- Arguably greatest player ever:
- Böhm & Jongkind 2003, pp. 133–34.
- Divinsky 1990. p. 67.
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- Chessmetrics Player Profile: Bobby Fischer
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- Bantam Books, May 1972, ISBN 0-553-26315-3.
- Soltis writes that Fischer "contributed some ideas, but chiefly his name, to Bobby Fischer Teaches Chess". Soltis 2003, p. 10.
- Bobby Fischer for Beginners, by Renzo Verwer, 2010, p. 116-18
- includes one game where opponent was reluctant to play and resigned on the first move
- Bobby Fischer for Beginners, by Renzo Verwer, 2010, p. 118
- Wade & O'Connell BFCG Doubleday 1972, p.11.
- Müller 2009, p. 400.
- Donaldson & Tangborn 1999, pp. 51-52.
- includes one forfeit
- Brady 1973, p. 74.
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- Cafferty, Bernard (1972). Candidates Matches 1971. The Chess Player.
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- Chess Digest (1971). Bobby Fischer: His Games and His Openings 1969 through 1971. Chess Digest.
- Collins, John W. (1974). My Seven Chess Prodigies. Simon and Schuster. ISBN 0-671-21941-3.
- DeLucia, David (2007). David DeLucia's Chess Library: A Few Old Friends (2nd ed.).
- DeLucia, David; DeLucia, Alessandra (2009). Bobby Fischer Uncensored.
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- Di Felice, Gino (2010). Chess Results, 1956–1960: A Comprehensive Record With 1,390 Tournament Crosstables and 142 Match Scores, With Sources. McFarland. ISBN 0-786-44803-2.
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- Fischer, Bobby (1982). I Was Tortured in the Pasadena Jailhouse!. Printer.
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- Wade, Robert G.; O'Connell, Kevin J. (1972). The Games of Robert J. Fischer (1st ed.). Batsford.
- Wade, Robert G.; O'Connell, Kevin J. (1972). Bobby Fischer's Chess Games. Doubleday.
- Wade, Robert G.; O'Connell, Kevin J. (1973). Bobby Fischer's Chess Games (2nd ed.). Doubleday. ISBN 0-385-08627-X.
- Waitzkin, Fred (1993). Mortal Games: The Turbulent Genius of Garry Kasparov. G.P. Putnam's Sons. ISBN 0-399-13827-7.
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- Bobby Fischer: A Study of His Approach to Chess by Elie Agur, Cadogan 1992, ISBN 1-85744-001-3.
- Bobby Fischer vs. the Rest of the World by Brad Darrach, Stein & Day, 1974, ISBN 0-8128-1618-8 (prizewinning behind-the-scenes account of the Spassky-Fischer match)
- Bobby Fischer – wie er wirklich ist: Ein Jahr mit dem Schachgenie by Petra Dautov, ISBN 3-9804281-3-3.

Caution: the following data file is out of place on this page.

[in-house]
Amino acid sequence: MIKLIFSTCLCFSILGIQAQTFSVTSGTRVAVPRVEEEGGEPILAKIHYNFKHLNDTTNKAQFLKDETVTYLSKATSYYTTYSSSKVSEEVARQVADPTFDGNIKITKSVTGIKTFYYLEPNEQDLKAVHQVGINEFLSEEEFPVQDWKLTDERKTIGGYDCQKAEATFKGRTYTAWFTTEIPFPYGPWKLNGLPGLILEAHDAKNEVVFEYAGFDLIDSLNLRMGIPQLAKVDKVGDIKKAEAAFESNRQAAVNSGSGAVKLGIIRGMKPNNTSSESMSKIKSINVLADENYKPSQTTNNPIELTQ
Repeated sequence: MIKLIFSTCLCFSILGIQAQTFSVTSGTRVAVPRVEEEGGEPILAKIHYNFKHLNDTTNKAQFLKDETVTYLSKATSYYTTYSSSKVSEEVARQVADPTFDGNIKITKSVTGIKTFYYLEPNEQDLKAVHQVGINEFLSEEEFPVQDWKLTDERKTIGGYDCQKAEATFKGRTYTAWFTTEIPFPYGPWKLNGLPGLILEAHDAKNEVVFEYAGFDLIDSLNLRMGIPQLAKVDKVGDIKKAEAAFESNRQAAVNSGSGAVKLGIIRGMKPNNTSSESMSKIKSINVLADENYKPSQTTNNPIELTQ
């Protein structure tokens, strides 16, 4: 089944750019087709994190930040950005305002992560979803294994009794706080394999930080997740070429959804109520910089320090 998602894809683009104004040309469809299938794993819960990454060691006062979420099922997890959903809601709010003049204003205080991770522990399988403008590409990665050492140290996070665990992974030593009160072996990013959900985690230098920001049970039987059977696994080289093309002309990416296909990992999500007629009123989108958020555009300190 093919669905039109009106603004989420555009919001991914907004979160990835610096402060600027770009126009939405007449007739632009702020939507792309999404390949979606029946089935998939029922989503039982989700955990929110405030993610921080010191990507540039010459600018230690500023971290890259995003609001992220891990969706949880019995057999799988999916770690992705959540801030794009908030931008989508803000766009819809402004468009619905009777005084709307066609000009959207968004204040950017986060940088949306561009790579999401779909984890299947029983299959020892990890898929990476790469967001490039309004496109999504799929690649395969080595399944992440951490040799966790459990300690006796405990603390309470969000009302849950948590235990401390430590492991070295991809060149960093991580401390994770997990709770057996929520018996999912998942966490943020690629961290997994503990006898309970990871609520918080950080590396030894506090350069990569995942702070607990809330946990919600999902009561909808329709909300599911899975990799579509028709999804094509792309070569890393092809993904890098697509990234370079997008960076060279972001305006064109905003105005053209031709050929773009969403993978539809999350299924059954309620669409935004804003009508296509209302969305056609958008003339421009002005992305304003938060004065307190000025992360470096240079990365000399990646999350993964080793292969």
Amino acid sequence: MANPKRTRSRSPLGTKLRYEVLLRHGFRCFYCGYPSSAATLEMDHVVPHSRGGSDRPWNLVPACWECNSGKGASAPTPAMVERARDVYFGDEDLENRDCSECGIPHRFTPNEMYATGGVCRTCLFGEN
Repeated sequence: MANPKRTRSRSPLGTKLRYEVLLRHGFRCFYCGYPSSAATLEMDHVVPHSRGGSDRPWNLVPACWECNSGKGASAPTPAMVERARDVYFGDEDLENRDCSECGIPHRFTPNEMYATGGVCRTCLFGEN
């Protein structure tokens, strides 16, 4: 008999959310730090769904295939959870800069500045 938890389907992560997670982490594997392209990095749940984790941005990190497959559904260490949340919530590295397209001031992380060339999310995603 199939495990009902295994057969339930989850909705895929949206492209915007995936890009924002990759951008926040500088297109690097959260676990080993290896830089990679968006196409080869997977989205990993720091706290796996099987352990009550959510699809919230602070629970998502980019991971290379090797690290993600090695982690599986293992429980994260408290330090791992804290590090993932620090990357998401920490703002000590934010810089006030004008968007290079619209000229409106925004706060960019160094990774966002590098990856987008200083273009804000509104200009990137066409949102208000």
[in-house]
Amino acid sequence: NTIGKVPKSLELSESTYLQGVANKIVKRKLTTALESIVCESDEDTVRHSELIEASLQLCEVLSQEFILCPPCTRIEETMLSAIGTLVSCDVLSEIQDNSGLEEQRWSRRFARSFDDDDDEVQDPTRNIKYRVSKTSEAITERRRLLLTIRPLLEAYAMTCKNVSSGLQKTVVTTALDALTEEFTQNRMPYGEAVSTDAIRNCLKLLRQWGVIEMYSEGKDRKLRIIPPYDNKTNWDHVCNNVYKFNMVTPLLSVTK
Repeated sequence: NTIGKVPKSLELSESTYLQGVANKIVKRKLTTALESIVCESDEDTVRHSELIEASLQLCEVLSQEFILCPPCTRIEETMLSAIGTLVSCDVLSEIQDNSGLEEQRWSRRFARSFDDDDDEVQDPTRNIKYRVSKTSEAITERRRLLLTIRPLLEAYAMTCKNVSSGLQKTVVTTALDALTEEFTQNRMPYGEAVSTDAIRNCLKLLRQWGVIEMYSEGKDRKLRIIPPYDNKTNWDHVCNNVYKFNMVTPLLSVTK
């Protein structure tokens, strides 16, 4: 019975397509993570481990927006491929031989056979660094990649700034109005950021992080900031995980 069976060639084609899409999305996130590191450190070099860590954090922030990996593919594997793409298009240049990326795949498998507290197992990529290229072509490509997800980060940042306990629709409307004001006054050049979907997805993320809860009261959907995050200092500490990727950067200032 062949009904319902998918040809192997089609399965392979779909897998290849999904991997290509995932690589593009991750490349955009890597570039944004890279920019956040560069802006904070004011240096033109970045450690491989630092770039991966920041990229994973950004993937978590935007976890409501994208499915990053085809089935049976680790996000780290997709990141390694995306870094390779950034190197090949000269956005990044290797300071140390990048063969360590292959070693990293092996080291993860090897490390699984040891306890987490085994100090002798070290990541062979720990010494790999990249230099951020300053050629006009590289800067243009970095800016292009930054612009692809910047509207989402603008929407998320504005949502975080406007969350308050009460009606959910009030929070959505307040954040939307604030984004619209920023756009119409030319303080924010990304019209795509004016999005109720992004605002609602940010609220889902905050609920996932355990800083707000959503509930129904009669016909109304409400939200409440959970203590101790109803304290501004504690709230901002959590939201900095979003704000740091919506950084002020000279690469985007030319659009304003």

- World Champion Fischer (ChessBase, CD-ROM) – includes all of Fischer's games (about half annotated), biographical notes, and an examination by Robert Hübner of Fischer's annotations in My Sixty Memorable Games.
- World Chess Champions by Edward G. Winter, editor, 1981, ISBN 0-08-024094-1
- Bobby Fischer for Beginners, by Renzo Verwer, 2010, New in Chess, ISBN 978-90-5691-315-1
- Quotations related to Bobby Fischer at Wikiquote
- Media related to Bobby Fischer at Wikimedia Commons
- Bobby Fischer player profile and games at Chessgames.com
- "The Chessman", Garry Kasparov, TIME magazine, 26 January 2008
- "Was It Only a Game?", Dick Cavett, NY Times, February 8, 2008
- "Death of a madman driven sane by chess", Stephen Moss The Guardian, 19 January 2008
- "Bobby Fischer's Pathetic Endgame", Rene Chun The Atlantic, December 2002
- Extensive collection of Fischer photographs, Echecs-photos online
- Edward Winter, List of books about Fischer and Kasparov
- Archive of Fischer's personal homepage
- Bobby Fischer Live Radio Interviews (1999–2006)
- A compilation of pictures of Fischer in the Philippines 1967 made into a video
- "Breaking news: Fischer comeback? (27.05.2005)", chessbase.com Alex Titomirov initiated discussion about Fischer comeback to the arena of competitive chess
- The Bobby Fischer Defense, an essay by Garry Kasparov in the New York Review of Books, February 2011.
- Me & Bobby Fischer | A documentary about getting Bobby Fischer out of jail in Japan and his last years in Iceland
- A ninety-minute HBO documentary about Bobby's Fischer's life entitled "Bobby Fischer Against the World" that aired in June, 2011
- Bobby Fischer: Chess's beguiling, eccentric genius BBC News, 4 July 2011
|World Chess Champion
|United States Chess Champion
|United States Chess Champion
|FIDE world No. 1
July 1, 1971 – December 31, 1975
|Youngest chess grandmaster ever